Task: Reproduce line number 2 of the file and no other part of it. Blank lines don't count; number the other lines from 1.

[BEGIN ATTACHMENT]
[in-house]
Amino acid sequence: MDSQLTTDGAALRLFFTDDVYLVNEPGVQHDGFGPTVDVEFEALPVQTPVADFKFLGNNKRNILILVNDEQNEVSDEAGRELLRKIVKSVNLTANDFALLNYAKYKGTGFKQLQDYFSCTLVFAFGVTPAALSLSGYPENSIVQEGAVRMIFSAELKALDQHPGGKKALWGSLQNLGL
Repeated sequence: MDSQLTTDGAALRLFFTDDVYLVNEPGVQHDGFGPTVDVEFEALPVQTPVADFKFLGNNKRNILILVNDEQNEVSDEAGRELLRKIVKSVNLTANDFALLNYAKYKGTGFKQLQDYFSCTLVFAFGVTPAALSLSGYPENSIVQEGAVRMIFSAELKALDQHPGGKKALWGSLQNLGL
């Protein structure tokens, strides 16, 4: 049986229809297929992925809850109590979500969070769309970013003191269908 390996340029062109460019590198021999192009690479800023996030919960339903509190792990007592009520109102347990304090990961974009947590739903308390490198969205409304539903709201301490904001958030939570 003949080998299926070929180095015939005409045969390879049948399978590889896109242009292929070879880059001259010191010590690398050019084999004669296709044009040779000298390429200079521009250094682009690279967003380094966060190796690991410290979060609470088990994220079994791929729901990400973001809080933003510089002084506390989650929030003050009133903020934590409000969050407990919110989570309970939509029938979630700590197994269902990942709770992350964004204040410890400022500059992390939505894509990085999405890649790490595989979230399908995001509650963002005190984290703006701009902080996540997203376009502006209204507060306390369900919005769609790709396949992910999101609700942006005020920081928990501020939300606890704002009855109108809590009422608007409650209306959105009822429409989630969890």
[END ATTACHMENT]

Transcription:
Amino acid sequence: MDSQLTTDGAALRLFFTDDVYLVNEPGVQHDGFGPTVDVEFEALPVQTPVADFKFLGNNKRNILILVNDEQNEVSDEAGRELLRKIVKSVNLTANDFALLNYAKYKGTGFKQLQDYFSCTLVFAFGVTPAALSLSGYPENSIVQEGAVRMIFSAELKALDQHPGGKKALWGSLQNLGL